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Air cargo players should accelerate collaboration efforts to grow pharmaceutical volumes, delegates heard at last week’s Air Cargo China event in Shanghai.

However, major airlines are divided on the benefits of joining cross-industry collaboration groups such as Pharma.Aero.

“Some pharma shippers are still concerned with using air cargo, with 90% of temperature excursions taking place in the airport environment,” explained Jaisey Yip, ‎Changi Airport’s associate general manager for cargo and logistics.

“The air freight industry is very fragmented, with many players and stakeholders working in silos, so there’s a lack of collaboration. For pharma shippers to be more comfortable using air freight we need to give them more visibility, and I think collaboration across the whole supply chain is key,” she added.



Changi Airport is a member of Pharma.Aero and recently launched local collaboration group Pharma@Changi, which aims to further the airport’s pharma handling capabilities by jointly pursuing best practices with airlines, forwarders and ground handlers.

Fellow Pharma.Aero-member airports Brussels and Miami also claim collaboration is key to improving service levels.

“A few years ago we were losing some ground to pharma shipped by ocean freight,” noted Jimmy Nares, section chief of aviation marketing at Miami-Dade.

“That was a wakeup call to many of us who decided we want to improve the process of shipping pharma by air and the only way to do that was to work together.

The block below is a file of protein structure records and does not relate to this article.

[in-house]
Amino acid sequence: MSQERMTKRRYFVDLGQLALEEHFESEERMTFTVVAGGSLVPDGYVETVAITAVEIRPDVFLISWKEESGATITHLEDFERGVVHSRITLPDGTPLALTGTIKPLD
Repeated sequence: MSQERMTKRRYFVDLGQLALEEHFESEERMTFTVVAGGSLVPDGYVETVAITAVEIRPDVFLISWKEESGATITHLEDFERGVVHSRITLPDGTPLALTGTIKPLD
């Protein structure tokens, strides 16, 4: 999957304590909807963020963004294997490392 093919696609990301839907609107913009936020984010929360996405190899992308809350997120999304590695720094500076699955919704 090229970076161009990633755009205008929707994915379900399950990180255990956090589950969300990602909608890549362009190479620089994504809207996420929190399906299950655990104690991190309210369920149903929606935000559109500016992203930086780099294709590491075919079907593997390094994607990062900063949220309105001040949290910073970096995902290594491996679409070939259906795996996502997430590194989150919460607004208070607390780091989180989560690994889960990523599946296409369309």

“It’s a requirement for Pharma.Aero members to have CEIV or be working towards it. We’re taking that expertise and knowledge to the next level through collaboration and being actively involved in projects with pharma shippers themselves.”

Steven Polmans, head of cargo and logistics at Brussels Airport, added: “The ultimate goal of these cooperations is to ‘grow the cake’ – it’s much easier in the short-term to start competing for business, but if we devote a bit of our time to more strategic activities, even if we don’t get direct payback, then there will be more [business] to fight for in the end.”

However, executives from Swiss WorldCargo and Qatar Airways Cargo were unconvinced about Pharma.Aero and similar cooperation initiatives.

“I could be provocative and say we’ve been extremely successful without them,” said David Beecham, senior manager cargo products for Qatar Airways Cargo.

He said that, after initially “sitting on the fence” to see which pharma initiatives would gain a foothold, Qatar Airways Cargo was now convinced IATA’s CEIV certification had raised handling standards, adding that the carrier would become CEIV-certified later this year.

‎Swiss WorldCargo head of business development Andrés Perez said he would be reluctant to join an initiative that included competing airlines.

“For us, it’s a different perspective, because with airports which are not competing geographically, it’s fine for them to partner-up to ship goods, for example, from Singapore via Brussels to Miami. But I don’t want to partner with other airlines, because they’re my competitors and can fulfil the same lanes I can.

“For me, it’s important to have a competitive advantage, and with CEIV it’s an industry standard, but if Pharma.Aero is something for everybody to join, then I don’t think it’s something for me.”

Turkish Cargo special cargo manager Abdullah Bahadir Büyükkaymaz disagreed: “We’re part of the Pharma Gateway community in Amsterdam, which includes our competitor KLM. So we’re doing something together there and we learn from each other,” he noted, adding that Turkish Cargo is considering joining Pharma.Aero.

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